The Campaign has reached its goal of $2 billion — a landmark achievement that comes less than two years after it topped the original $1.5 billion goal. Achieving this milestone is a superb tribute to the tens of thousands of individuals and the many organizations that have contributed. The campaign, though, is not really about meeting the goal as much as about letting MIT move in exciting new directions, and it has done so in myriad ways. Here’s a very small sampling:

• Brain Development and Disorders Initiative — A joint undertaking of the MIT School of Science and Boston Children’s Hospital, this project brings scientists and physicians together in a major effort to attack autism and related problems in children.

• Undergraduate Practice Opportunities Program (UPOP) — This enterprise gives engineering sophomores an in-depth exposure to the realities of engineering practice. Launched three years ago, the program provides intensive workshops in skills such as communications, networking, and working in teams, as well as on more technical topics; a summer work experience in industry or government; and an extensive assessment following that experience.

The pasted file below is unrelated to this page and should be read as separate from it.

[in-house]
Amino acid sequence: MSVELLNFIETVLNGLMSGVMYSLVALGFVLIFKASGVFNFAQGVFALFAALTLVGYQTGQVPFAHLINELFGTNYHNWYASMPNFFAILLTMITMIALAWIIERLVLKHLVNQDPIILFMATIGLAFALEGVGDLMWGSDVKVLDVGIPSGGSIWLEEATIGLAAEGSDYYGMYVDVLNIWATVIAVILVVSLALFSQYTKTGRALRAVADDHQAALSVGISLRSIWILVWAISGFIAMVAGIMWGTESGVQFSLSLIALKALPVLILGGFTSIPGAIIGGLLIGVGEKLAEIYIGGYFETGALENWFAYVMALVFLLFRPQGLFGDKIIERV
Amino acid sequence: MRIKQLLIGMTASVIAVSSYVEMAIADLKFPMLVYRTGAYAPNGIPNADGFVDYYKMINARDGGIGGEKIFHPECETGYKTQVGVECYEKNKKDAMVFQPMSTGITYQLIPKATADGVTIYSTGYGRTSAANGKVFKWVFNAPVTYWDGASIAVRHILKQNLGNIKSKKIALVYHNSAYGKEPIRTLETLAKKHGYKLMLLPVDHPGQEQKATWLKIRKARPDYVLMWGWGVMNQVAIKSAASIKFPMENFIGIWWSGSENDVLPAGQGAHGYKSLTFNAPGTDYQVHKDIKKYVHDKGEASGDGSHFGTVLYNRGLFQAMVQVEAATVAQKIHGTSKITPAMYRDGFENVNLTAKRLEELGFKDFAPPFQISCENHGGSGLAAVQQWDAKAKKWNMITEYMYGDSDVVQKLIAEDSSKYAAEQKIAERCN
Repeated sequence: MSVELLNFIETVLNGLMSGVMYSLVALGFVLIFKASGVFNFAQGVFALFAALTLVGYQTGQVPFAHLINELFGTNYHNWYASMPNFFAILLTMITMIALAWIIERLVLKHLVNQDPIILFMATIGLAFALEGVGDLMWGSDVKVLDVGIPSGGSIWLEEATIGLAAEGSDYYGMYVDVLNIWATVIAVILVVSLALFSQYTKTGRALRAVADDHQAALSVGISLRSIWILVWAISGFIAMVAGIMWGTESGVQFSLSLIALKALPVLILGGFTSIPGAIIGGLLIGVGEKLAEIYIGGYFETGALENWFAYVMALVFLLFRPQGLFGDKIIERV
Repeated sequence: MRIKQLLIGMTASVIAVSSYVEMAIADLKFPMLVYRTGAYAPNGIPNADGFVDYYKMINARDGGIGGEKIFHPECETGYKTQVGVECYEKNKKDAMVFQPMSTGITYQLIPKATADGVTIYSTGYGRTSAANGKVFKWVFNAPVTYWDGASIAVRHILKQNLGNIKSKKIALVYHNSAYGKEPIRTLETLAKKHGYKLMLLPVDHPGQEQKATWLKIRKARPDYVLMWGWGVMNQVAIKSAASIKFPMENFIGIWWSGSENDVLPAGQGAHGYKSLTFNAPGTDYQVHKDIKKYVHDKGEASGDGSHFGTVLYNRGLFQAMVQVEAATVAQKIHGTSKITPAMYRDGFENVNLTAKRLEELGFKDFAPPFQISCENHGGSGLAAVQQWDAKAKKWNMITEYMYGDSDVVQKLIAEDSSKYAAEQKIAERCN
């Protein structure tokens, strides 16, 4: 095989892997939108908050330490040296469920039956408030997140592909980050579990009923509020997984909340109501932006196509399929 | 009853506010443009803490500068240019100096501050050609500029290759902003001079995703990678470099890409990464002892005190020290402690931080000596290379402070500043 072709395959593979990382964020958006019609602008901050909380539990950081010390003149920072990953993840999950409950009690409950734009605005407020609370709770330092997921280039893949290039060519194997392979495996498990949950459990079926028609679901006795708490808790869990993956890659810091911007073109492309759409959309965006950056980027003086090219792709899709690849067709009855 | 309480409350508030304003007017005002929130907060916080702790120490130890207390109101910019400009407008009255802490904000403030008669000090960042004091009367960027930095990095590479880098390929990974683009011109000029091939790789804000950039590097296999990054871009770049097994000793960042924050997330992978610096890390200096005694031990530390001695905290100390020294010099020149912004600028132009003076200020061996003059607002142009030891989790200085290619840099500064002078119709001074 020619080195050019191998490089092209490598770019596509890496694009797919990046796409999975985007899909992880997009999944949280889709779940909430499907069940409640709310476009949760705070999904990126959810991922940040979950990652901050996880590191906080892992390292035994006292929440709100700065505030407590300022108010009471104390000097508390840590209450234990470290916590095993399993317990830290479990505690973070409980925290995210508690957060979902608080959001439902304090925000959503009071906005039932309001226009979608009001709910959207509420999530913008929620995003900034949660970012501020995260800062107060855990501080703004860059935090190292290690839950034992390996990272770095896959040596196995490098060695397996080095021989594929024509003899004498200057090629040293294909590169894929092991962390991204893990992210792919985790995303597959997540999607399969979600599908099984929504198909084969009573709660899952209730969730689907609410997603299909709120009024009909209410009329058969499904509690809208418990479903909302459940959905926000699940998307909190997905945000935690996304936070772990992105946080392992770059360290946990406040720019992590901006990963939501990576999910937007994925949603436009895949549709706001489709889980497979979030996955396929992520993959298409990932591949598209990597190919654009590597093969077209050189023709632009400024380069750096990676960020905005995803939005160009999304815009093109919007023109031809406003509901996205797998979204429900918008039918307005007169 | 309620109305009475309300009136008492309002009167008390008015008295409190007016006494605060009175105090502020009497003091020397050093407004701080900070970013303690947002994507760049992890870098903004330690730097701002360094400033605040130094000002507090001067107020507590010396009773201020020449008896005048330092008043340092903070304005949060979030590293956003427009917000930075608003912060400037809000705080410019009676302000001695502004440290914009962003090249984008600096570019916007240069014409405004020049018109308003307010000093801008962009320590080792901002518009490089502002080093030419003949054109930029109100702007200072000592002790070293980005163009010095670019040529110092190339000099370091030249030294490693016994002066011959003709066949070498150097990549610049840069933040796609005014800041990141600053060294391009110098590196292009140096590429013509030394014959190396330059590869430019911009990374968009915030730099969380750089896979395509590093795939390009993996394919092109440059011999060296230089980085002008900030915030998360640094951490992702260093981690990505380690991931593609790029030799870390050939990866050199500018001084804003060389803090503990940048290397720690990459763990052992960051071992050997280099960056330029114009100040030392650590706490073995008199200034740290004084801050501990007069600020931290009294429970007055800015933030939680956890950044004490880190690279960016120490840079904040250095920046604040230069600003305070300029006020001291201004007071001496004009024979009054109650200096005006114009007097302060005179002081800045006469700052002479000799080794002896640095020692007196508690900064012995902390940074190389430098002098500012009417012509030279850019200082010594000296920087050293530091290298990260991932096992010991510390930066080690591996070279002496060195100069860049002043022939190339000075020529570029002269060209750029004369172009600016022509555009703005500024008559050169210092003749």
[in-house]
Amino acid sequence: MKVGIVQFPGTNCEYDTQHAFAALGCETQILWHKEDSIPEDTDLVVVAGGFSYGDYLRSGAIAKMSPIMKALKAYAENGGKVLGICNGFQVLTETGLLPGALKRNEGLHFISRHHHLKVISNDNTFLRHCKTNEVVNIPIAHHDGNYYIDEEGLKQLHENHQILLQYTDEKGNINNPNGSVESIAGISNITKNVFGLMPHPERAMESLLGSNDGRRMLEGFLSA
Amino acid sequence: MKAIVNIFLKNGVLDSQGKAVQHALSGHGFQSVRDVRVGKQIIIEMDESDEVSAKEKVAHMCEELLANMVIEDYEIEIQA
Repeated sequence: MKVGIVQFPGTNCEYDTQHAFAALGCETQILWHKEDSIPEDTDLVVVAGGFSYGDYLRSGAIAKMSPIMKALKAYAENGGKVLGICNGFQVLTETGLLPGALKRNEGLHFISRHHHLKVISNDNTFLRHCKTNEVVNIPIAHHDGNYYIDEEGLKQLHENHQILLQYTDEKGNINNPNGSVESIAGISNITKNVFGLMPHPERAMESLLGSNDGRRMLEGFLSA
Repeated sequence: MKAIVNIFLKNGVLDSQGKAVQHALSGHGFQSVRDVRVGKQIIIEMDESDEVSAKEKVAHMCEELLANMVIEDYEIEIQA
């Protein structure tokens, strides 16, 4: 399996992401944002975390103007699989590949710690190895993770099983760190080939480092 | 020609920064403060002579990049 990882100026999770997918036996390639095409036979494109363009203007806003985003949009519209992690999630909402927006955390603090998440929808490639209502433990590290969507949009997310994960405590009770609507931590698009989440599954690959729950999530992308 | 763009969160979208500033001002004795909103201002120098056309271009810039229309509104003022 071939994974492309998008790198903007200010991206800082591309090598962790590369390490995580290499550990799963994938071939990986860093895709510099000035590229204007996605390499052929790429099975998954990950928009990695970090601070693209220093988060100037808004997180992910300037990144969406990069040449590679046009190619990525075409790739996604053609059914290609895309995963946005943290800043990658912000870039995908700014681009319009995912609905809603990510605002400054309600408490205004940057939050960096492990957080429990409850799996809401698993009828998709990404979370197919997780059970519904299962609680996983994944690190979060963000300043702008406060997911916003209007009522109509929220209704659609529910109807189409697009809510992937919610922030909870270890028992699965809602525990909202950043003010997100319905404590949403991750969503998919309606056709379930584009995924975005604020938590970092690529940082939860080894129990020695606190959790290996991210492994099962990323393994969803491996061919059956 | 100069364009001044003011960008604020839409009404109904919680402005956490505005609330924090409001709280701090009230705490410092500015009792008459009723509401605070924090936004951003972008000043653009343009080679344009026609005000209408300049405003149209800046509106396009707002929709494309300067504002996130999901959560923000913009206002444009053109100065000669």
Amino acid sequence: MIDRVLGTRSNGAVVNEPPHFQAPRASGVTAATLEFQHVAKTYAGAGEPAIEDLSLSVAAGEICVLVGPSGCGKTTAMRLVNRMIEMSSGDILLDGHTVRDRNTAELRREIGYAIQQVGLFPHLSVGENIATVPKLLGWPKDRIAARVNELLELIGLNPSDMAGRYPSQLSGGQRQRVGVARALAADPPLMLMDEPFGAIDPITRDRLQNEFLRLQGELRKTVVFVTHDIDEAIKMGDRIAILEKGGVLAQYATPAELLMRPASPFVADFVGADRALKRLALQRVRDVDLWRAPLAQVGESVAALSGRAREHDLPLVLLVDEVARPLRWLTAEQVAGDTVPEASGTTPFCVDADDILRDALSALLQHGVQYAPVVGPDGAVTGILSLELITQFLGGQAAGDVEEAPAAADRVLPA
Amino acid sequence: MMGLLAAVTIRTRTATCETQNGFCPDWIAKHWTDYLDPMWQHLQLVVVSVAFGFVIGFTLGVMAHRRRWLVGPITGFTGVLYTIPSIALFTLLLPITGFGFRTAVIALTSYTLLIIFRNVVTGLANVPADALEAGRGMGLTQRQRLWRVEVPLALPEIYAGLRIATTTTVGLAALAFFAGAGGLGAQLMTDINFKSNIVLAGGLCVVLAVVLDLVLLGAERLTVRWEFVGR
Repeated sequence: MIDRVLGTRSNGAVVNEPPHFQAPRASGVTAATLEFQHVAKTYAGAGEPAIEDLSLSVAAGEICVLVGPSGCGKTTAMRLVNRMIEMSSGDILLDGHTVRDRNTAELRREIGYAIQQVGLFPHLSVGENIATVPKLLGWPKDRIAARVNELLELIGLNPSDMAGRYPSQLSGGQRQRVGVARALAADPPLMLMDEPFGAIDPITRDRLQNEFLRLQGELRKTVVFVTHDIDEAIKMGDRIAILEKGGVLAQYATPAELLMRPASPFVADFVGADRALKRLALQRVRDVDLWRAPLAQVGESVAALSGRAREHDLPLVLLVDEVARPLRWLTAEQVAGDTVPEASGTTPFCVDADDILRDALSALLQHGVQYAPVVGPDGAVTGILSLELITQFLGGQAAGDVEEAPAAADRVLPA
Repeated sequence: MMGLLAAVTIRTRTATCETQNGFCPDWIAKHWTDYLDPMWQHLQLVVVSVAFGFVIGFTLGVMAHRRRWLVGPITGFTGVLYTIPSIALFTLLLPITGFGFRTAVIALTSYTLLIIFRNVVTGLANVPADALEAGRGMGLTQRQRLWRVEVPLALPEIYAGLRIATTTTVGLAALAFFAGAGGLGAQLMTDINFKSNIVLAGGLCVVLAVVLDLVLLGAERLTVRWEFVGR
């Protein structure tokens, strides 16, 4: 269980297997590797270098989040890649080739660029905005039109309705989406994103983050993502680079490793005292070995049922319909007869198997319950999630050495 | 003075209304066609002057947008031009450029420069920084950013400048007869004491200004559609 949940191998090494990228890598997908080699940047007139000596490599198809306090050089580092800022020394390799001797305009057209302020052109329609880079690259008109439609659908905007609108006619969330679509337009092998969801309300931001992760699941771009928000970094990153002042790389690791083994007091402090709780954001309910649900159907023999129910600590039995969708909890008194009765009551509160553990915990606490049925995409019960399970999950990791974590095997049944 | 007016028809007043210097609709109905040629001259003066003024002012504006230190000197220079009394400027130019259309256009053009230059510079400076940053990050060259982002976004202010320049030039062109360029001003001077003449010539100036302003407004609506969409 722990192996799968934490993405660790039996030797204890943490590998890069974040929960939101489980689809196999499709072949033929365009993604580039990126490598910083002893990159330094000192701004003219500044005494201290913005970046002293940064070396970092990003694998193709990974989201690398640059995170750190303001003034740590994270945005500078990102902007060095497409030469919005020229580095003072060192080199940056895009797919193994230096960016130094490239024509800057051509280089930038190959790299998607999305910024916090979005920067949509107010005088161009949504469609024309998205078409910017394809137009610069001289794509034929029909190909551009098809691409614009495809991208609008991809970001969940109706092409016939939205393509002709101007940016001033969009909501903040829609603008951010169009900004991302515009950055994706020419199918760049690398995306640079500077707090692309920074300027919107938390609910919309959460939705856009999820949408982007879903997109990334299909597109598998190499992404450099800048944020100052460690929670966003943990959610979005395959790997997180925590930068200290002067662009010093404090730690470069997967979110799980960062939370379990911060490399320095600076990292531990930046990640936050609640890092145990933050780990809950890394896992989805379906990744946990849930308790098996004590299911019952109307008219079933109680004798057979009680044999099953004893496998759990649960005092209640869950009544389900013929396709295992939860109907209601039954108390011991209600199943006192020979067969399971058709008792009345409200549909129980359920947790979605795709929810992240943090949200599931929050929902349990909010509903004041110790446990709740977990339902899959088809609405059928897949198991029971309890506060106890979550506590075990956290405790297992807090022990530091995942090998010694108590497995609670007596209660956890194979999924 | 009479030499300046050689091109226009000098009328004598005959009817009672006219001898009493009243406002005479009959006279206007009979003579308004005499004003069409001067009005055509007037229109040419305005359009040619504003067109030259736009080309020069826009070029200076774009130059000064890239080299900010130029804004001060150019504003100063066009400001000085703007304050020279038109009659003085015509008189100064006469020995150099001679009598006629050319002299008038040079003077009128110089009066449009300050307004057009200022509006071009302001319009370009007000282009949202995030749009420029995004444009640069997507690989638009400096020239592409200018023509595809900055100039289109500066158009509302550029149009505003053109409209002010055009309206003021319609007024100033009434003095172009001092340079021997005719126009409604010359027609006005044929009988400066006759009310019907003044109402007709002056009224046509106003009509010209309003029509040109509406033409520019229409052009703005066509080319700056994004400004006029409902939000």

• Comparative Media Studies — This initiative, based in the School of Humanities, Arts, and Social Sciences, is focused on the intersection between communications media of all sorts and society. Besides featuring a master’s program and an under graduate major, CMS has produced outstanding educational offerings. One example: an educational computer game, Revolution, which is being produced by faculty and students in CMS in consultation with Colonial Williamsburg in Virginia. A prototype of the game will be tested in public high schools this fall.

• ArchNet — Developed in collaboration with Harvard University and the Aga Khan Trust for Culture, ArchNet is an online community that offers architects and others free access to the world’s largest collection of architectural images, the chance for both informal discussions and formal educational activities, and career assistance, among other features. Based in the MIT School of Architecture and Planning, ArchNet was formally launched in 2002.

• MIT Leadership Center — This cross-disciplinary venture, based at the MIT Sloan School of Management, aims to revolutionize the study and practice of leadership so as to develop principled leaders who can truly make a difference. Its approach reflects a view of leadership as a distributed process — developed at all levels in an organization — that motivates others to work together. The Center’s educational programs, based on rigorous research, teach students leadership skills integrated with technical know-how and business acumen. Deborah Ancona, professor of management, directs the Center.